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2011 Ruffino Chianti

Tasting Note:

Eyes: clear, med+ ruby, legs
Nose: clean, med intensity, youthful, ripe red fruit, cherry, spice, black pepper, dried herbal notes, slight confected note
Mouth: dry, med bodied, med+ acid, med- tannin, med- flavour intensity, med alcohol, med- finish, cherry, red fruit
All in all: Good quality: despite simple characteristics and a relatively short finish, this wine had a well-integrated high acidity that provided structure wish fresh intensity. Drink now; not suitable for ageing.
Identity Guess: 
Mid-priced Chianti from Italy; 2 years old.
Crossed that out like a dingus and instead guessed: Mid-priced Beaujolais-Villages from France; 2 years old.
Is really: Mid-priced Chianti from Italy; 2 years old.

2011 Ruffino Chianti

[Tasted during WSET Diploma class – Section 1 – Week 5]

I always thought that tasting wines comparatively always helped – and it does – but the strength can also be a pitfall. Unlike last week where accidental bias jumbled my notes like throwing a blue crayon into the dryer, I legitimately guessed Sangiovese this time, except maybe I had Italy on the brain because I had spaghetti for dinner (shh, doesn’t count). But it made sense: cherry-dominated bright red fruits, some spice, and a slight herbal note. Some deemed it a tad sour but I thought the acidity was better-integrated than other acidic wines I’ve had.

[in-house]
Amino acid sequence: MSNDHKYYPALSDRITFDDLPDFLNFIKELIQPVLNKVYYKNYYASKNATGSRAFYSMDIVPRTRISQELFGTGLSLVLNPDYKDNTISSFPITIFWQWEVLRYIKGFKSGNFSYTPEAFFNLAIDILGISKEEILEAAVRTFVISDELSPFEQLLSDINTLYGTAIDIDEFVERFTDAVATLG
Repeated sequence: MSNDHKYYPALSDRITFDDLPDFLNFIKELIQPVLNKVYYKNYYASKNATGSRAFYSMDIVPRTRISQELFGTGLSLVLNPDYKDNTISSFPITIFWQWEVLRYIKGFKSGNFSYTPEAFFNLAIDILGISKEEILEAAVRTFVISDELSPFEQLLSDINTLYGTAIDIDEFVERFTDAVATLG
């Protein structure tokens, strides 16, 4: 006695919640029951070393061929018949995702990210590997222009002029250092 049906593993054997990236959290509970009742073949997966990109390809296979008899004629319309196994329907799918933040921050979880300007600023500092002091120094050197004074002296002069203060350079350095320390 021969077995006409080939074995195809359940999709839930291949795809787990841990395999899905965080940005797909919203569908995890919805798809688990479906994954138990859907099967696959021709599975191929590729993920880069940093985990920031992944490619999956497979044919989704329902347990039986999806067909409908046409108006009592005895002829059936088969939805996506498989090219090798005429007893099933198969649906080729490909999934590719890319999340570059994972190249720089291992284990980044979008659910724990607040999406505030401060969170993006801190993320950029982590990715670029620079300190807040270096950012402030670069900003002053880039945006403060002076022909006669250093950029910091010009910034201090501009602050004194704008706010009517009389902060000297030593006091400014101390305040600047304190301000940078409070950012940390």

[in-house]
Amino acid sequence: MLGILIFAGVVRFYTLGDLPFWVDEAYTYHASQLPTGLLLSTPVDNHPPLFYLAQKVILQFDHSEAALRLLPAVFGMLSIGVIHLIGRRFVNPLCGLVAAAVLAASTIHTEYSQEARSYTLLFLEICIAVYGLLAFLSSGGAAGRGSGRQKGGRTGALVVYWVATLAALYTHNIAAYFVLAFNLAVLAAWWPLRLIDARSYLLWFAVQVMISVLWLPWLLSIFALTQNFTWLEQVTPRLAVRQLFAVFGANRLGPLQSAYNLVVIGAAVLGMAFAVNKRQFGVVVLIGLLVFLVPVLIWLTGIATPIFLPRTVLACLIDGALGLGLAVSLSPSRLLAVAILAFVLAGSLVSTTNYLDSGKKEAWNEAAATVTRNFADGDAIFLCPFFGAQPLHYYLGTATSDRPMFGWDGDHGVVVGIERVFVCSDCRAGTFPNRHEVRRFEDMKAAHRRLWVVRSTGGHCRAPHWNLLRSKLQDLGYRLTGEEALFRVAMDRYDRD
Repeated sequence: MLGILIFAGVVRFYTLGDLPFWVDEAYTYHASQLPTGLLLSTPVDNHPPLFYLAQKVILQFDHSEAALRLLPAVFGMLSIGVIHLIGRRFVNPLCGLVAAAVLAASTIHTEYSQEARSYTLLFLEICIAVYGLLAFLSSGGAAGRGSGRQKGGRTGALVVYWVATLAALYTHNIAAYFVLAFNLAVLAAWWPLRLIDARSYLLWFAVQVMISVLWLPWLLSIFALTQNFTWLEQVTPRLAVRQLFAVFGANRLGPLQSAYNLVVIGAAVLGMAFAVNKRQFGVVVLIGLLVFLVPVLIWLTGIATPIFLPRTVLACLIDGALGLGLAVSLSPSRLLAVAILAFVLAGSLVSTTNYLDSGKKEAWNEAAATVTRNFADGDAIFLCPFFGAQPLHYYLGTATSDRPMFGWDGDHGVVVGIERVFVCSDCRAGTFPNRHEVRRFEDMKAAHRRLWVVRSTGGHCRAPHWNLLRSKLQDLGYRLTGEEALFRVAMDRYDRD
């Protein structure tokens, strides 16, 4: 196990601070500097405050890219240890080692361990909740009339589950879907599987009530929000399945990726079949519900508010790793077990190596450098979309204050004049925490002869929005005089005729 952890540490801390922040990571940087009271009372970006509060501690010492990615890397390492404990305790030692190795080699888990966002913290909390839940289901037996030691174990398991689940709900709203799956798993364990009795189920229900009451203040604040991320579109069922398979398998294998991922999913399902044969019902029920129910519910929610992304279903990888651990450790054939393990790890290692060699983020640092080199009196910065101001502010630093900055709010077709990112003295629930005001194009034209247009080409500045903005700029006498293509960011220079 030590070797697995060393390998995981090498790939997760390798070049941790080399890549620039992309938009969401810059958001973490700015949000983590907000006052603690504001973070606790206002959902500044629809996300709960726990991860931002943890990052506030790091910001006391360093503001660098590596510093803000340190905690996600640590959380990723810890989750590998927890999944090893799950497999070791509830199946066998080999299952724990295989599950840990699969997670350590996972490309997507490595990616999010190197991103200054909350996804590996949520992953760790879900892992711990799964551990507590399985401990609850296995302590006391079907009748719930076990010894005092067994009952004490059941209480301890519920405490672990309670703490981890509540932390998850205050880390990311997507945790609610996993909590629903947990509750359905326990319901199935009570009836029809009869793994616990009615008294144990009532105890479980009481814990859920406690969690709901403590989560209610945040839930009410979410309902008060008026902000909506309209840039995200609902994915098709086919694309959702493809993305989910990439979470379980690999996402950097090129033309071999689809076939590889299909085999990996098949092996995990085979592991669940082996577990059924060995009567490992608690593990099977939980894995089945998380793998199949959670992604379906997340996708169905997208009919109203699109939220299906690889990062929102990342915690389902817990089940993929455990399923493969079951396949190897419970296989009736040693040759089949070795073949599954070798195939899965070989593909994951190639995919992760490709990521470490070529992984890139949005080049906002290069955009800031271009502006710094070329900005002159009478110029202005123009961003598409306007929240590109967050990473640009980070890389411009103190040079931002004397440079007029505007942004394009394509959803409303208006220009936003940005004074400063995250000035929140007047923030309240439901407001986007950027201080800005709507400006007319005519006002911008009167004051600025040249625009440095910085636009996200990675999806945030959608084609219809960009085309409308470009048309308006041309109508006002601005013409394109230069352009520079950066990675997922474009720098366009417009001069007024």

The problem, though: when I came back to the wine, the fruitiness was much more pronounced. I raised an eyebrow and noticed a slight confected character which I don’t doubt (but at the same time, hadn’t noticed too much before), but I realized that my tasting note could vaguely represent some form of Beaujolais(-Villages) with partial carbonic maceration giving way to such flavour. Plus that black pepper thing (which I think that I see more in New World Gamay).

And I know that the fact that the second wine was a Chianti might have been a bit of a giveaway, but I was being optimistic, which is a weird thing for Beaujolais even though it, well, tastes optimistic. Guesses by other students included Dolcetto and Gamay.

The wine itself was simple and fresh. Bright and short sour cherry with whispers of further dried herbal complexity.

Producer: Ruffino
Designation:
N/A
Region: 
Italy
Sub-Region:
Chianti DOCG, Tuscany
Variety:
 Sangiovese
ABV:
 13%
Vintage:
 2011
Tasted:
 May 8, 2013
Price:
 $16

Josh

DipWSET, Certified Sommelier, garbage person.

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